One option would be an episodic series that examines the setting in individual installments. Have Cavill play a ship captain or rogue trader with a motley crew and send them across the galaxy to fight and die in space. Take a look at the Warhammer TV Kill Command animation (opens in a new tab)which you can watch for free on YouTube, for an example of the seriousness of the situation.
The first time our fantasy show crew encounters one of the most fantastical elements of the setting – like the aeldari, who are basically space elves, or the orks, who are literally space orcs , or just outright demons – that might sound like shocking a new audience, but the thing with a serialized show is you can do a horror episode or a comedy or whatever and then go back to the story that you were telling before. Each journey into a different genre is safely quarantined between intro and credits.
Taking Warhammer 40,000 and turning it into a version of Star Trek where everyone is a tough bastard and the ship looks like an explosion at the Catholic factory doesn’t really light my fire, though. You don’t need the 40K license to produce another spaceship show. If you want something that definitely feels like 40K, the easiest way to do that is to adapt one of the stories that defined it. And hey, if you paid for an entire universe, why not grab its best bits?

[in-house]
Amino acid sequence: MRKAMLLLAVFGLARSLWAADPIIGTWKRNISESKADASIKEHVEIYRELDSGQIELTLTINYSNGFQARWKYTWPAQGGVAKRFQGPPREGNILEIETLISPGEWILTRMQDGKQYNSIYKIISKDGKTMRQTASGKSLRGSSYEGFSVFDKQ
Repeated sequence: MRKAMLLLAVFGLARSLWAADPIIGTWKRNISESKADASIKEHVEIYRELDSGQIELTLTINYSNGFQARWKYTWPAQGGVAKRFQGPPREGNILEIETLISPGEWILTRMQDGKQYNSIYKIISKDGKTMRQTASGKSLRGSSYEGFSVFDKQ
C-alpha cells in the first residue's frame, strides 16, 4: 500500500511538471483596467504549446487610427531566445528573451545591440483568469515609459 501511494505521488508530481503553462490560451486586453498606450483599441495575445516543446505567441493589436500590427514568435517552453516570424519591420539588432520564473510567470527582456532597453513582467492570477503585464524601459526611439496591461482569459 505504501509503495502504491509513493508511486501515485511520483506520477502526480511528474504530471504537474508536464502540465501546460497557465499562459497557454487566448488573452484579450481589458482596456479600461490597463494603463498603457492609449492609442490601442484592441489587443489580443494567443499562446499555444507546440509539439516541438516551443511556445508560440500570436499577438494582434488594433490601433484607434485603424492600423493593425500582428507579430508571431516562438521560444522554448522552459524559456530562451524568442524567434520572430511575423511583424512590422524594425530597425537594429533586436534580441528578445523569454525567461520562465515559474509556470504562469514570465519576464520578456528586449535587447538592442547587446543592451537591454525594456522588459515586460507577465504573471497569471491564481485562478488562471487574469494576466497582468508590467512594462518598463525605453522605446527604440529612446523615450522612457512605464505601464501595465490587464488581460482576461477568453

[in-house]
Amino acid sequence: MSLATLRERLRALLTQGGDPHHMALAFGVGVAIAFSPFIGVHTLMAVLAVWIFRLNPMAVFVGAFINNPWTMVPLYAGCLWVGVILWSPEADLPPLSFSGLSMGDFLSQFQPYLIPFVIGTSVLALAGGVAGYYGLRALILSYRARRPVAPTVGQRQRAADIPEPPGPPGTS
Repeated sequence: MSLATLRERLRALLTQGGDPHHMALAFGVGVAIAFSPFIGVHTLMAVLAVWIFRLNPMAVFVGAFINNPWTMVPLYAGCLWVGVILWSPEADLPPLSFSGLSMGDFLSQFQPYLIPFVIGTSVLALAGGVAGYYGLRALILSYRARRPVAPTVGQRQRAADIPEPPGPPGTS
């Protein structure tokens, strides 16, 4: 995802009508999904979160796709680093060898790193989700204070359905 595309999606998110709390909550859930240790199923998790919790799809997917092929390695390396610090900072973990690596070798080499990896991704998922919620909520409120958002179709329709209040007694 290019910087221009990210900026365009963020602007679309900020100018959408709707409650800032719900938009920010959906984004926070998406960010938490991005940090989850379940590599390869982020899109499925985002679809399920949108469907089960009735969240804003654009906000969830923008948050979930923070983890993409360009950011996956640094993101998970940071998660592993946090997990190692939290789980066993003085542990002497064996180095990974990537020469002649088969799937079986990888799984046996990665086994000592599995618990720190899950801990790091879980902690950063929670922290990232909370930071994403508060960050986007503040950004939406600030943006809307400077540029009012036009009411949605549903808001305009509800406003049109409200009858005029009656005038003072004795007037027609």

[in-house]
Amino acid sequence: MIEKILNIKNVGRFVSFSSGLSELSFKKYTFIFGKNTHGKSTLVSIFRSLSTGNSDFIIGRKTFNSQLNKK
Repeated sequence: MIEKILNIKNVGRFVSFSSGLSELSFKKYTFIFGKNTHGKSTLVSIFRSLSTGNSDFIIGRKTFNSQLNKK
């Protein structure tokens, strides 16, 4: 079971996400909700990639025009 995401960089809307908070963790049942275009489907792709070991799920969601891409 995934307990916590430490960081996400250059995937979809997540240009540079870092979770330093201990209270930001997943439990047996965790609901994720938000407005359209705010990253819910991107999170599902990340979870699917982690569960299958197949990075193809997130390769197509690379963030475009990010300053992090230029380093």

One of the most popular 40K novel series is the Eisenhorn Saga, which is about an Inquisitor who recounts his Chaos investigations as a dark detective. It’s so obvious to adapt that it’s already done, Big Light Productions recovering the rights in 2019.
This production may have died quietly in the years since, in which case it could be up for grabs again, or it may be included with “rights to the universe across series, movies and more” guaranteed. by Amazon Studios. If so, Cavill would make a good Eisenhorn. He had experience playing a detective in Enola Holmes, but unsmiling horror-hunter Gregor Eisenhorn is actually closer to another Cavill role: Geralt of Rivia.
Fans have suggested another suitable role for Cavill would be Ciaphas Cain, from a series of books about an Imperial Guard Commissar whose attempts to cover up his cowardice see him mistaken for a true hero and turned into a propaganda weapon. Cain’s square-jawed appearance and knack for surviving impossible odds make him look like the perfect poster boy for the Imperium, even if he’s too soft on his troops and too afraid of dying to truly personify the Imperium. the Imperium’s grotesque ideal of severe self-sacrifice.